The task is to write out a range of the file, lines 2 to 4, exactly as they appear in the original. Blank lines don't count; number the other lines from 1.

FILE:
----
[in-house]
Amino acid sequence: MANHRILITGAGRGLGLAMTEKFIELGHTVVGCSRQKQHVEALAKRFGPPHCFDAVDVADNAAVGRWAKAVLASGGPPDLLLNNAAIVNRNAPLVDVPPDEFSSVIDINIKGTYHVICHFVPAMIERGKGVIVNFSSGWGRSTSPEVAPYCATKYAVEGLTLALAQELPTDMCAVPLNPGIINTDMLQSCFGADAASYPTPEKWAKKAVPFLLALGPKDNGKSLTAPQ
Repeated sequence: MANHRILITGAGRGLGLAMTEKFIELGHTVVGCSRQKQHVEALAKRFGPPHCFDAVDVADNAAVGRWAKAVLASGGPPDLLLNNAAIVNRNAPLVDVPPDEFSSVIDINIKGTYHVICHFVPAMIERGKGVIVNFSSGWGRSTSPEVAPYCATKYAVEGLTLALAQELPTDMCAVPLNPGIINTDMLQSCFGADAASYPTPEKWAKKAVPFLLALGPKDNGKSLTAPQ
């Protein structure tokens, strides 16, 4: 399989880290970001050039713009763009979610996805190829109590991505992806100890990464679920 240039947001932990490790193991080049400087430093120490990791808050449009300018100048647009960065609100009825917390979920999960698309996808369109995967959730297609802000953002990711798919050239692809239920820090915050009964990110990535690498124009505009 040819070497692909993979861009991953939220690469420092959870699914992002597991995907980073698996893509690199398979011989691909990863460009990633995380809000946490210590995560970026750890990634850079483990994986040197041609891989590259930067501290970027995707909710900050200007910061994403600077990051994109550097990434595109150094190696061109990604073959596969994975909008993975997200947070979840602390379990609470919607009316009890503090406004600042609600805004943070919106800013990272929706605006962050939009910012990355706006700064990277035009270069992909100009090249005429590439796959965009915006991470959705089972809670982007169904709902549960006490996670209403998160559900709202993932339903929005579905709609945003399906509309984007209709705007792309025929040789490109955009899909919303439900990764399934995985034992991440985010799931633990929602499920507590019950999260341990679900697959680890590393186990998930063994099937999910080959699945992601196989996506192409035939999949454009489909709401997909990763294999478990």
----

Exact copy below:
Amino acid sequence: MANHRILITGAGRGLGLAMTEKFIELGHTVVGCSRQKQHVEALAKRFGPPHCFDAVDVADNAAVGRWAKAVLASGGPPDLLLNNAAIVNRNAPLVDVPPDEFSSVIDINIKGTYHVICHFVPAMIERGKGVIVNFSSGWGRSTSPEVAPYCATKYAVEGLTLALAQELPTDMCAVPLNPGIINTDMLQSCFGADAASYPTPEKWAKKAVPFLLALGPKDNGKSLTAPQ
Repeated sequence: MANHRILITGAGRGLGLAMTEKFIELGHTVVGCSRQKQHVEALAKRFGPPHCFDAVDVADNAAVGRWAKAVLASGGPPDLLLNNAAIVNRNAPLVDVPPDEFSSVIDINIKGTYHVICHFVPAMIERGKGVIVNFSSGWGRSTSPEVAPYCATKYAVEGLTLALAQELPTDMCAVPLNPGIINTDMLQSCFGADAASYPTPEKWAKKAVPFLLALGPKDNGKSLTAPQ
């Protein structure tokens, strides 16, 4: 399989880290970001050039713009763009979610996805190829109590991505992806100890990464679920 240039947001932990490790193991080049400087430093120490990791808050449009300018100048647009960065609100009825917390979920999960698309996808369109995967959730297609802000953002990711798919050239692809239920820090915050009964990110990535690498124009505009 040819070497692909993979861009991953939220690469420092959870699914992002597991995907980073698996893509690199398979011989691909990863460009990633995380809000946490210590995560970026750890990634850079483990994986040197041609891989590259930067501290970027995707909710900050200007910061994403600077990051994109550097990434595109150094190696061109990604073959596969994975909008993975997200947070979840602390379990609470919607009316009890503090406004600042609600805004943070919106800013990272929706605006962050939009910012990355706006700064990277035009270069992909100009090249005429590439796959965009915006991470959705089972809670982007169904709902549960006490996670209403998160559900709202993932339903929005579905709609945003399906509309984007209709705007792309025929040789490109955009899909919303439900990764399934995985034992991440985010799931633990929602499920507590019950999260341990679900697959680890590393186990998930063994099937999910080959699945992601196989996506192409035939999949454009489909709401997909990763294999478990």